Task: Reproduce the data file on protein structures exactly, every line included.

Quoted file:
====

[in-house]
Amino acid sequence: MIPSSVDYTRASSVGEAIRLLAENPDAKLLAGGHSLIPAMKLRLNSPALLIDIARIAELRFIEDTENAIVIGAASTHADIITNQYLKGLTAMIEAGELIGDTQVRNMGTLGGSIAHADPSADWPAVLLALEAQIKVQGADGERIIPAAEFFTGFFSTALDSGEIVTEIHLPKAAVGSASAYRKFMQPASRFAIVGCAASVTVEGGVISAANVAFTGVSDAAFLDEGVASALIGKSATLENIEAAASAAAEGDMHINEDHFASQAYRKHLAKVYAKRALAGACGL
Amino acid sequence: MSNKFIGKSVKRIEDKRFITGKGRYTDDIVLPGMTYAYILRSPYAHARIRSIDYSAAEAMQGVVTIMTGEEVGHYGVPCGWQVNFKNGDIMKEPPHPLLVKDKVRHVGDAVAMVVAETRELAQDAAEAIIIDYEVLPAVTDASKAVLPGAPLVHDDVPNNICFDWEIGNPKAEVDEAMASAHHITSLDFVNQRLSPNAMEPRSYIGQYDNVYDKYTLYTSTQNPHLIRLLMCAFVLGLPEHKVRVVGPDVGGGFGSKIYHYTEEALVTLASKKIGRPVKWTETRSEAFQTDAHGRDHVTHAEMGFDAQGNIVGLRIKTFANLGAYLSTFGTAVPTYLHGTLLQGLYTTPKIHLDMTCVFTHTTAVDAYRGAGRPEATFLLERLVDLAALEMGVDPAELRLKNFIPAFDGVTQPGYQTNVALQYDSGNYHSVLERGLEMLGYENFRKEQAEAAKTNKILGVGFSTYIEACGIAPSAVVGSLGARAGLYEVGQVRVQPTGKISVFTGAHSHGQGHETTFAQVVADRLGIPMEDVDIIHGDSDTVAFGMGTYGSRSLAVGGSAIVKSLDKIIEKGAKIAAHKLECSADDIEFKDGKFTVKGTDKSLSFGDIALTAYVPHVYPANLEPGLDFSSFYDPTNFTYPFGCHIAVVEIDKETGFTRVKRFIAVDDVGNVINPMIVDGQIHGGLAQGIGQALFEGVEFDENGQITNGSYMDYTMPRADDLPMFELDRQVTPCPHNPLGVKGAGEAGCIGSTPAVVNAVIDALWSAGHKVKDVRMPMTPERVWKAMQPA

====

[in-house]
Amino acid sequence: MIPSSVDYTRASSVGEAIRLLAENPDAKLLAGGHSLIPAMKLRLNSPALLIDIARIAELRFIEDTENAIVIGAASTHADIITNQYLKGLTAMIEAGELIGDTQVRNMGTLGGSIAHADPSADWPAVLLALEAQIKVQGADGERIIPAAEFFTGFFSTALDSGEIVTEIHLPKAAVGSASAYRKFMQPASRFAIVGCAASVTVEGGVISAANVAFTGVSDAAFLDEGVASALIGKSATLENIEAAASAAAEGDMHINEDHFASQAYRKHLAKVYAKRALAGACGL
Amino acid sequence: MSNKFIGKSVKRIEDKRFITGKGRYTDDIVLPGMTYAYILRSPYAHARIRSIDYSAAEAMQGVVTIMTGEEVGHYGVPCGWQVNFKNGDIMKEPPHPLLVKDKVRHVGDAVAMVVAETRELAQDAAEAIIIDYEVLPAVTDASKAVLPGAPLVHDDVPNNICFDWEIGNPKAEVDEAMASAHHITSLDFVNQRLSPNAMEPRSYIGQYDNVYDKYTLYTSTQNPHLIRLLMCAFVLGLPEHKVRVVGPDVGGGFGSKIYHYTEEALVTLASKKIGRPVKWTETRSEAFQTDAHGRDHVTHAEMGFDAQGNIVGLRIKTFANLGAYLSTFGTAVPTYLHGTLLQGLYTTPKIHLDMTCVFTHTTAVDAYRGAGRPEATFLLERLVDLAALEMGVDPAELRLKNFIPAFDGVTQPGYQTNVALQYDSGNYHSVLERGLEMLGYENFRKEQAEAAKTNKILGVGFSTYIEACGIAPSAVVGSLGARAGLYEVGQVRVQPTGKISVFTGAHSHGQGHETTFAQVVADRLGIPMEDVDIIHGDSDTVAFGMGTYGSRSLAVGGSAIVKSLDKIIEKGAKIAAHKLECSADDIEFKDGKFTVKGTDKSLSFGDIALTAYVPHVYPANLEPGLDFSSFYDPTNFTYPFGCHIAVVEIDKETGFTRVKRFIAVDDVGNVINPMIVDGQIHGGLAQGIGQALFEGVEFDENGQITNGSYMDYTMPRADDLPMFELDRQVTPCPHNPLGVKGAGEAGCIGSTPAVVNAVIDALWSAGHKVKDVRMPMTPERVWKAMQPA